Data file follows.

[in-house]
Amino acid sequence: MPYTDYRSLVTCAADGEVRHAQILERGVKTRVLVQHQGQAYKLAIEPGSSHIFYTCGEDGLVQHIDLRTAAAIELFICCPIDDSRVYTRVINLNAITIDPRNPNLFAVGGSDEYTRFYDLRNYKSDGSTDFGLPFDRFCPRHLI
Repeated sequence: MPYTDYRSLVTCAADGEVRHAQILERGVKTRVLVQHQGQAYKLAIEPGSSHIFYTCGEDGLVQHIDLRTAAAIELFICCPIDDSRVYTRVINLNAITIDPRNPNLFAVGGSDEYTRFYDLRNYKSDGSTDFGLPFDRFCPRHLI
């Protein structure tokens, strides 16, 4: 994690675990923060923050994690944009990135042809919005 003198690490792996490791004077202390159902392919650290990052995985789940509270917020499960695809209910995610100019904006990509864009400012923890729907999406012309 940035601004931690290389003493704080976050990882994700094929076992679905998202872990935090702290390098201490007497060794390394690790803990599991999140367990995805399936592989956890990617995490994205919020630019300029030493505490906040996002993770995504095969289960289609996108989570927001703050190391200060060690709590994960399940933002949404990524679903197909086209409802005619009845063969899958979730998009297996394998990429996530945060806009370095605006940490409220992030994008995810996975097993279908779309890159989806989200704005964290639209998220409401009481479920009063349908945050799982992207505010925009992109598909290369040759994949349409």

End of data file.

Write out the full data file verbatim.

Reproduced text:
[in-house]
Amino acid sequence: MPYTDYRSLVTCAADGEVRHAQILERGVKTRVLVQHQGQAYKLAIEPGSSHIFYTCGEDGLVQHIDLRTAAAIELFICCPIDDSRVYTRVINLNAITIDPRNPNLFAVGGSDEYTRFYDLRNYKSDGSTDFGLPFDRFCPRHLI
Repeated sequence: MPYTDYRSLVTCAADGEVRHAQILERGVKTRVLVQHQGQAYKLAIEPGSSHIFYTCGEDGLVQHIDLRTAAAIELFICCPIDDSRVYTRVINLNAITIDPRNPNLFAVGGSDEYTRFYDLRNYKSDGSTDFGLPFDRFCPRHLI
């Protein structure tokens, strides 16, 4: 994690675990923060923050994690944009990135042809919005 003198690490792996490791004077202390159902392919650290990052995985789940509270917020499960695809209910995610100019904006990509864009400012923890729907999406012309 940035601004931690290389003493704080976050990882994700094929076992679905998202872990935090702290390098201490007497060794390394690790803990599991999140367990995805399936592989956890990617995490994205919020630019300029030493505490906040996002993770995504095969289960289609996108989570927001703050190391200060060690709590994960399940933002949404990524679903197909086209409802005619009845063969899958979730998009297996394998990429996530945060806009370095605006940490409220992030994008995810996975097993279908779309890159989806989200704005964290639209998220409401009481479920009063349908945050799982992207505010925009992109598909290369040759994949349409």